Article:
Stand firm then, with the belt of truth buckled round your waist, with the breastplate of righteousness in place,
Stand firm therefore, HAVING GIRDED YOUR LOINS WITH TRUTH, and HAVING PUT ON THE BREASTPLATE OF RIGHTEOUSNESS,
Stand your ground, putting on the sturdy belt of truth and the body armor of God’s righteousness.
Take your place, then, having your body clothed with the true word, and having put on the breastplate of righteousness;
Stand therefore, and fasten the belt of truth around your waist, and put on the breastplate of righteousness.
Stand therefore, having girded your waist with truth, having put on the breastplate of righteousness,
|NET © [draft] ITL|
|NET © Notes||
1 sn The four participles fastening… putting on…fitting…taking up… indicate the means by which believers can take their stand against the devil and his schemes. The imperative take in v. 17 communicates another means by which to accomplish the standing, i.e., by the word of God.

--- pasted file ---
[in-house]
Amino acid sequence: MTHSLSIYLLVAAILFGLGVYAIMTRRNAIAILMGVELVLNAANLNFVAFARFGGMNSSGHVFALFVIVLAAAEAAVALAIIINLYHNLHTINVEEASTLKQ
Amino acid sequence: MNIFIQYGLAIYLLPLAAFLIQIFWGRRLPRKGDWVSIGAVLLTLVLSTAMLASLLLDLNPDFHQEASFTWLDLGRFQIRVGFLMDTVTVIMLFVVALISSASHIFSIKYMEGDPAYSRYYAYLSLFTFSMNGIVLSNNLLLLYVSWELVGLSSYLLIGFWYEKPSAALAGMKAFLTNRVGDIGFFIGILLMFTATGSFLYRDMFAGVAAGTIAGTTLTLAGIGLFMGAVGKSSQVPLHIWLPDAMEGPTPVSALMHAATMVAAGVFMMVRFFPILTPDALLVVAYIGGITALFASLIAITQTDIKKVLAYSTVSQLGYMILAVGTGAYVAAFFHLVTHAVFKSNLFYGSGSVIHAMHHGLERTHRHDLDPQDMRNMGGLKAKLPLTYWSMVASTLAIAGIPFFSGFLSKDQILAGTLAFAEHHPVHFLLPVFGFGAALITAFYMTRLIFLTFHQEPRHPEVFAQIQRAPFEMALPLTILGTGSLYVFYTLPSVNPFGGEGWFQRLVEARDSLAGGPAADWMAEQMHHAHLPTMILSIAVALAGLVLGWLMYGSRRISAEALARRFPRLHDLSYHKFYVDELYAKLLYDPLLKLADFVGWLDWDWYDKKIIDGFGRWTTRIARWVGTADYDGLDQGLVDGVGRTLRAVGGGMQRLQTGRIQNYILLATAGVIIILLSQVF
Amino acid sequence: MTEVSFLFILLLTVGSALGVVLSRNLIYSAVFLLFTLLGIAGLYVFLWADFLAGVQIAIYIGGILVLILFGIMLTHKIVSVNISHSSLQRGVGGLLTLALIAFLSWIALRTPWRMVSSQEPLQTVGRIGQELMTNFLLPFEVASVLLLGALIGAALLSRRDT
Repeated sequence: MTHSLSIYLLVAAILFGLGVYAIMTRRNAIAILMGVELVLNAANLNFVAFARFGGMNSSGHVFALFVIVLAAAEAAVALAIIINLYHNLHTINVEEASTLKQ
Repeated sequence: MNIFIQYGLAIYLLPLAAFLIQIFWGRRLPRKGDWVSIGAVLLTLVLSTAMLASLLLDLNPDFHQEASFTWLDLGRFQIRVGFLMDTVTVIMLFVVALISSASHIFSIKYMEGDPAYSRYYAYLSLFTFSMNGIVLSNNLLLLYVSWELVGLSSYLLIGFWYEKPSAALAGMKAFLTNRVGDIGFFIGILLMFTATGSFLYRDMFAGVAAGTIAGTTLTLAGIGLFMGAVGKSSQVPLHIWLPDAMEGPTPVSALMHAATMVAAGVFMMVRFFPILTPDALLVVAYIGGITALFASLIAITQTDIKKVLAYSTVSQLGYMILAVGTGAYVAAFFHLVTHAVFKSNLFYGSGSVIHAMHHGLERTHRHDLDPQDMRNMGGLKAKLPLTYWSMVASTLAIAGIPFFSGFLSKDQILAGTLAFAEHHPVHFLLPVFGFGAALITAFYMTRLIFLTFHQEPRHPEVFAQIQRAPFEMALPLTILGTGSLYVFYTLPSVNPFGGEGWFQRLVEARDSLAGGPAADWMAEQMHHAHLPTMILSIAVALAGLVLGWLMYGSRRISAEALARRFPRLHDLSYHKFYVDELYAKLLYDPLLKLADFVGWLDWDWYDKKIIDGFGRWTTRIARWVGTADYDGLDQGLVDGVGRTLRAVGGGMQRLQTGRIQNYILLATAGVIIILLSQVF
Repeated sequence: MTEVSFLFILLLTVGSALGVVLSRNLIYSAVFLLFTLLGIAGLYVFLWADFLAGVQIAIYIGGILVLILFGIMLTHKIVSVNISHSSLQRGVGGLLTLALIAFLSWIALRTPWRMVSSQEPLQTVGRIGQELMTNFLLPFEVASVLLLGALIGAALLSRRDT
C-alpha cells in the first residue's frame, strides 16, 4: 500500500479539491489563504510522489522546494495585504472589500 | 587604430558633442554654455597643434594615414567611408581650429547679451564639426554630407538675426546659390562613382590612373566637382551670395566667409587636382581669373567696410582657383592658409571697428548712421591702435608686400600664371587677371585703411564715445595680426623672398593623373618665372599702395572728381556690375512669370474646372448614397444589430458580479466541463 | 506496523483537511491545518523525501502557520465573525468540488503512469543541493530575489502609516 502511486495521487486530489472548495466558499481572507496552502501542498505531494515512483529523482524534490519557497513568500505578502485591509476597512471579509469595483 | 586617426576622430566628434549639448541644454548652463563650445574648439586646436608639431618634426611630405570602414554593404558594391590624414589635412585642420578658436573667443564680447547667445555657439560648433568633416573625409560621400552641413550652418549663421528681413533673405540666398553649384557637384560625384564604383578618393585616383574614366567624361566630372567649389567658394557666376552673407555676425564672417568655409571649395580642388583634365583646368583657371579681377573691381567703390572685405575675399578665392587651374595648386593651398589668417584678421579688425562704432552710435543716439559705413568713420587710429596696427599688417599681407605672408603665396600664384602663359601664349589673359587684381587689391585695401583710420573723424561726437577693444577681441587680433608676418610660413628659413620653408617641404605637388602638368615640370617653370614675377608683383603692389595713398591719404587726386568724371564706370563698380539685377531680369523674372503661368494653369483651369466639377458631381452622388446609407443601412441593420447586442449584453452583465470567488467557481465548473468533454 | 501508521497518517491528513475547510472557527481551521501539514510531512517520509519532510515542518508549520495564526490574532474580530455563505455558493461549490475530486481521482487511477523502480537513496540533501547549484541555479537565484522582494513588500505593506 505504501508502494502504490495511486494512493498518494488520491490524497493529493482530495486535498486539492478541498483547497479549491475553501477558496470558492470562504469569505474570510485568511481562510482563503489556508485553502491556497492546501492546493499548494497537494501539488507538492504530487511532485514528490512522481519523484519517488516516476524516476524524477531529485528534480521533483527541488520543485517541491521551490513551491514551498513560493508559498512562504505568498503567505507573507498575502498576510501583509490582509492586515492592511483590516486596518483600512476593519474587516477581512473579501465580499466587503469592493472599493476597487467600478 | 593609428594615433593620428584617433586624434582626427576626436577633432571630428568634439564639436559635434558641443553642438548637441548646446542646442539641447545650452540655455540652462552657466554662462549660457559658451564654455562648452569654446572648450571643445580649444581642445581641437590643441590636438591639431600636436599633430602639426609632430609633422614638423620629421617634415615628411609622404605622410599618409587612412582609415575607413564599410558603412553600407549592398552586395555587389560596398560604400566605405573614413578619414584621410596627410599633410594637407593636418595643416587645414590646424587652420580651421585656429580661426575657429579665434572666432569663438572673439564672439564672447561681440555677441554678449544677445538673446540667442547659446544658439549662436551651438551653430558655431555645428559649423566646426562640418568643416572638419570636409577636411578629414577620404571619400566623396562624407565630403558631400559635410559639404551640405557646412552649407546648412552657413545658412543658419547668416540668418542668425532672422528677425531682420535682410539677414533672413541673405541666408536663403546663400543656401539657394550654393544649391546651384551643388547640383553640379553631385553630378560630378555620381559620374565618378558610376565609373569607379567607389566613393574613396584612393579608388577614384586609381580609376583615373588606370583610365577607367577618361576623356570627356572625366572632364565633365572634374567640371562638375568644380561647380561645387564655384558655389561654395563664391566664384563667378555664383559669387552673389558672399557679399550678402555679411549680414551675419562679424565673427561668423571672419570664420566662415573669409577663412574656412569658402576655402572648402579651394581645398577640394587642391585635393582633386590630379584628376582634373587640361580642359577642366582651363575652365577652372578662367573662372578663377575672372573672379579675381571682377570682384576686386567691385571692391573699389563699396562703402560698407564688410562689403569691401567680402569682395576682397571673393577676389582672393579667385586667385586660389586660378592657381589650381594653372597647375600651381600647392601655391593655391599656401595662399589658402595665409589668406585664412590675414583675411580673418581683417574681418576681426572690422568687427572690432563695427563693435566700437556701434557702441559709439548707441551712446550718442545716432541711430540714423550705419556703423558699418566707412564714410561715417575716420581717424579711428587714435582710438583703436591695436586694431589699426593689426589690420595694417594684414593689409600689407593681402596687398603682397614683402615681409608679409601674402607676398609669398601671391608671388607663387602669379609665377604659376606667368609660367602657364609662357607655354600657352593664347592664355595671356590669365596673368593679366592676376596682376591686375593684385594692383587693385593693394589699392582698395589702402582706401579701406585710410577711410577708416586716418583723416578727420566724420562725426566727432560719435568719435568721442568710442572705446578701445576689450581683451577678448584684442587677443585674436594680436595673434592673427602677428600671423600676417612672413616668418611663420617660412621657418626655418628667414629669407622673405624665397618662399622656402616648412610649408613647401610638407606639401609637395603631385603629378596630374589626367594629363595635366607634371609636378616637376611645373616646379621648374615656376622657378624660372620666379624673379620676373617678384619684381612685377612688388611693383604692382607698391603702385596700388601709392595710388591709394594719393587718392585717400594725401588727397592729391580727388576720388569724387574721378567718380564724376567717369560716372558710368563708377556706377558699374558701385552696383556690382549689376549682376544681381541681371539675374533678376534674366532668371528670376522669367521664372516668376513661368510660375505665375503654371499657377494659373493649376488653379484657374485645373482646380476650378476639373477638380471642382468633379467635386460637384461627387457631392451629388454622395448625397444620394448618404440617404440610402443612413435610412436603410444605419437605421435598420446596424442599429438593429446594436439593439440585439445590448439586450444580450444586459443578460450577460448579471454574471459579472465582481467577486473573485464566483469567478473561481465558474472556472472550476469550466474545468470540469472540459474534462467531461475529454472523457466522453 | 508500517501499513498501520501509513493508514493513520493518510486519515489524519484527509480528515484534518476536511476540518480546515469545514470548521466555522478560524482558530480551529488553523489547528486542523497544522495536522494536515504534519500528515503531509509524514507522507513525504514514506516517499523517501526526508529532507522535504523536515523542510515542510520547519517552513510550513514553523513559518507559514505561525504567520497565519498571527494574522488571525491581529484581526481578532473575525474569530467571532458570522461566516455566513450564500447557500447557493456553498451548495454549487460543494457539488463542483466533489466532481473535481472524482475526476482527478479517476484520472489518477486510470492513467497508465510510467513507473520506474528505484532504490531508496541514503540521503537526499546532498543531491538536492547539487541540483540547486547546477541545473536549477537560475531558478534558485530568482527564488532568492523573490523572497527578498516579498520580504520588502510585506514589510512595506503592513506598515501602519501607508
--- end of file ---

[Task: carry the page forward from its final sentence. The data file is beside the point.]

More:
2 tn Grk “girding your waist with truth.” In this entire section the author is painting a metaphor for his readers based on the attire of a Roman soldier prepared for battle and its similarity to the Christian prepared to do battle against spiritually evil forces. Behind the expression “with truth” is probably the genitive idea “belt of truth.” Since this is an appositional genitive (i.e., belt which is truth), the author simply left unsaid the idea of the belt and mentioned only his real focus, namely, the truth. (The analogy would have been completely understandable to his 1st century readers.) The idea of the belt is supplied in the translation to clarify the sense in English.